In this paper, we present MasakhaPOS, the largest part-of-speech (POS) dataset for 20 typologically diverse African languages. We discuss the challenges in annotating POS for these languages using the UD (universal dependencies) guidelines. We conducted extensive POS baseline experiments using conditional random field and several multilingual pre-trained language models. We applied various cross-lingual transfer models trained with data available in UD. Evaluating on the MasakhaPOS dataset, we show that choosing the best transfer language(s) in both single-source and multi-source setups greatly improves the POS tagging performance of the target languages, in particular when combined with cross-lingual parameter-efficient fine-tuning methods. Crucially, transferring knowledge from a language that matches the language family and morphosyntactic properties seems more effective for POS tagging in unseen languages.
Recent advances in the pre-training of language models leverage large-scale datasets to create multilingual models. However, low-resource languages are mostly left out in these datasets. This is primarily because many widely spoken languages are not well represented on the web and therefore excluded from the large-scale crawls used to create datasets. Furthermore, downstream users of these models are restricted to the selection of languages originally chosen for pre-training. This work investigates how to optimally leverage existing pre-trained models to create low-resource translation systems for 16 African languages. We focus on two questions: 1) How can pre-trained models be used for languages not included in the initial pre-training? and 2) How can the resulting translation models effectively transfer to new domains? To answer these questions, we create a new African news corpus covering 16 languages, of which eight languages are not part of any existing evaluation dataset. We demonstrate that the most effective strategy for transferring both to additional languages and to additional domains is to fine-tune large pre-trained models on small quantities of high-quality translation data.
We take a step towards addressing the under-representation of the African continent in NLP research by creating the first large publicly available high-quality dataset for named entity recognition (NER) in ten African languages, bringing together a variety of stakeholders. We detail characteristics of the languages to help researchers understand the challenges that these languages pose for NER. We analyze our datasets and conduct an extensive empirical evaluation of state-of-the-art methods across both supervised and transfer learning settings. We release the data, code, and models in order to inspire future research on African NLP.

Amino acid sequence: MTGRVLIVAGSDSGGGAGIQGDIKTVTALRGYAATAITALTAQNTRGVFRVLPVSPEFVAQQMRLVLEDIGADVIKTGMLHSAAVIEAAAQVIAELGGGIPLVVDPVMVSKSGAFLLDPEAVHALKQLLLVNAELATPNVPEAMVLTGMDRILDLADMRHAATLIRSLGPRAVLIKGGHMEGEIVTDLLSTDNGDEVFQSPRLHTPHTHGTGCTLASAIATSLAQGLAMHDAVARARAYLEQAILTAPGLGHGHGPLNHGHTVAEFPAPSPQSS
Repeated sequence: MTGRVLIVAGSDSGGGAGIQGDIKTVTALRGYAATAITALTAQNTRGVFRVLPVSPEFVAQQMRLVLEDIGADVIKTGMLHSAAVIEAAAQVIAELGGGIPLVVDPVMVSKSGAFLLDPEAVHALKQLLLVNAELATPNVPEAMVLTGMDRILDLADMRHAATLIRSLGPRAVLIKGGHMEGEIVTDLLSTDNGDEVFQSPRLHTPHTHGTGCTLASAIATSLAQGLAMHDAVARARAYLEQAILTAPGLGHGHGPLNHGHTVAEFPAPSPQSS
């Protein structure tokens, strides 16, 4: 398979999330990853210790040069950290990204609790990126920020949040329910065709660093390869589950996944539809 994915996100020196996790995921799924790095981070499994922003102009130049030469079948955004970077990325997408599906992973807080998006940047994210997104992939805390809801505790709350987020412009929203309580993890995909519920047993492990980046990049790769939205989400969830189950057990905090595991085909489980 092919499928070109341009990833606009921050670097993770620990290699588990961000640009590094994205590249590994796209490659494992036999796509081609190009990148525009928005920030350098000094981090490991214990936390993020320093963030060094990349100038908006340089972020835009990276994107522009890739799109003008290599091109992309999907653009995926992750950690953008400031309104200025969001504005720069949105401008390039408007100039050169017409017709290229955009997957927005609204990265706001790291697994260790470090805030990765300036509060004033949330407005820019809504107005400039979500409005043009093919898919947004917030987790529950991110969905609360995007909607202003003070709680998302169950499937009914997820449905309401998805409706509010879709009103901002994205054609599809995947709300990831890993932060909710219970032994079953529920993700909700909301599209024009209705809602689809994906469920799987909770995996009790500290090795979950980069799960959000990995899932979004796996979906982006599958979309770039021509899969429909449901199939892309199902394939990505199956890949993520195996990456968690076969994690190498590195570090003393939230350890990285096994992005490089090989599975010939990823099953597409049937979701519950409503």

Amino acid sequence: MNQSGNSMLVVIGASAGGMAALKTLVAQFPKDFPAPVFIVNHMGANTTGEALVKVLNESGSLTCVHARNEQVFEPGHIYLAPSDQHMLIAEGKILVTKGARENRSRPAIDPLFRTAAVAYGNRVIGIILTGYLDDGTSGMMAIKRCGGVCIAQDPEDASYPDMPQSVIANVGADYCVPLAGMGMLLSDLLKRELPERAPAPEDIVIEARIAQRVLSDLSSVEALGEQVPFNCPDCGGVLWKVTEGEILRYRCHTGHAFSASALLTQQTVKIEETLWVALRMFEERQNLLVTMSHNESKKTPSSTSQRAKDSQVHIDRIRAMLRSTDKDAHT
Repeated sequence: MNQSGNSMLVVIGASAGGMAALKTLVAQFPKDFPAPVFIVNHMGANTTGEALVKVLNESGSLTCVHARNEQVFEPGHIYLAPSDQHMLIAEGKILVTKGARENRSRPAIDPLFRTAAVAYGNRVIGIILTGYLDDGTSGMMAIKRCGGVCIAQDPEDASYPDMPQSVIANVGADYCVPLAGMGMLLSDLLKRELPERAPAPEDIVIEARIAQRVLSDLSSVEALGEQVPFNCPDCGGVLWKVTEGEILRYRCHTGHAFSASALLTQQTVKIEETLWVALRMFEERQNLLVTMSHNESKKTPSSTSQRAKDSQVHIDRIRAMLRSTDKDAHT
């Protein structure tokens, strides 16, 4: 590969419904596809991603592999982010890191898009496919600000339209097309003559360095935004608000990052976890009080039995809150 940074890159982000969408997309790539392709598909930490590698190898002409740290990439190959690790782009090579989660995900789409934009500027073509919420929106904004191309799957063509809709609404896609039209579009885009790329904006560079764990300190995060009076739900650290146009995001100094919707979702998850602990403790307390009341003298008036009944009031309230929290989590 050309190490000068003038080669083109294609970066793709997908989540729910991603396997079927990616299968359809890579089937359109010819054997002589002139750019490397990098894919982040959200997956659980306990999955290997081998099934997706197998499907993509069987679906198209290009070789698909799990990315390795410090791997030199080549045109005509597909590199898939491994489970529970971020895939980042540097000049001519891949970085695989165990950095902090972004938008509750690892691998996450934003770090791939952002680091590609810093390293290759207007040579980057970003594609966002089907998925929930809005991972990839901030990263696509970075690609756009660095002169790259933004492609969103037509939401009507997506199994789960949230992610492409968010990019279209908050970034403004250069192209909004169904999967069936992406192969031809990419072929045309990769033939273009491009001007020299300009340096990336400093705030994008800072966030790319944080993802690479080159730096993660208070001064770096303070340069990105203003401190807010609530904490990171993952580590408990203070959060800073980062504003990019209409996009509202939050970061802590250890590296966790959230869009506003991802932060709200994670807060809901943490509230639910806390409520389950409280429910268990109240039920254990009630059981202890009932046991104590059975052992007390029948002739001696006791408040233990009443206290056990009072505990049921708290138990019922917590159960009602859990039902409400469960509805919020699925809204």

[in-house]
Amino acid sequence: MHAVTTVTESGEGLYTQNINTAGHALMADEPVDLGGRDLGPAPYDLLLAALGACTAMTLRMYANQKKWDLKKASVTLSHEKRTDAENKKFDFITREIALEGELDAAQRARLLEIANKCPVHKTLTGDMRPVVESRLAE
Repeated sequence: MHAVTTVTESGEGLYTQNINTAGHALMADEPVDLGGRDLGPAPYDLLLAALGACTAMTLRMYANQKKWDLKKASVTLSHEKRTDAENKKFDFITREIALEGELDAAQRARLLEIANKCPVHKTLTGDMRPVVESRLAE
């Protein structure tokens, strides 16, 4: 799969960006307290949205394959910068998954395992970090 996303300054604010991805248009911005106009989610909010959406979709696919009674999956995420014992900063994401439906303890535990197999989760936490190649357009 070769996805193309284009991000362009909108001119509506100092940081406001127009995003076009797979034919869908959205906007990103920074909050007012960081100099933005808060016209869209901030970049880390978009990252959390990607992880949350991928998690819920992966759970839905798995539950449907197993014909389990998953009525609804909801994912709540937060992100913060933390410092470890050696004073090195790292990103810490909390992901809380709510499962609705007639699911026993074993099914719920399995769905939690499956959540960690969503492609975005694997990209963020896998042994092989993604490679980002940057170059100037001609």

Research in NLP lacks geographic diversity, and the question of how NLP can be scaled to low-resourced languages has not yet been adequately solved. "Low-resourced"-ness is a complex problem going beyond data availability and reflects systemic problems in society. In this paper, we focus on the task of Machine Translation (MT), that plays a crucial role for information accessibility and communication worldwide. Despite immense improvements in MT over the past decade, MT is centered around a few high-resourced languages. As MT researchers cannot solve the problem of low-resourcedness alone, we propose participatory research as a means to involve all necessary agents required in the MT development process. We demonstrate the feasibility and scalability of participatory research with a case study on MT for African languages. Its implementation leads to a collection of novel translation datasets, MT benchmarks for over 30 languages, with human evaluations for a third of them, and enables participants without formal training to make a unique scientific contribution. Benchmarks, models, data, code, and evaluation results are released under https://github.com/masakhane-io/masakhane-mt.
Africa has over 2000 languages. Despite this, African languages account for a small portion of available resources and publications in Natural Language Processing (NLP). This is due to multiple factors, including: a lack of focus from government and funding, discoverability, a lack of community, sheer language complexity, difficulty in reproducing papers and no benchmarks to compare techniques. To begin to address the identified problems, MASAKHANE, an open-source, continent-wide, distributed, online research effort for machine translation for African languages, was founded. In this paper, we discuss our methodology for building the community and spurring research from the African continent, as well as outline the success of the community in terms of addressing the identified problems affecting African NLP.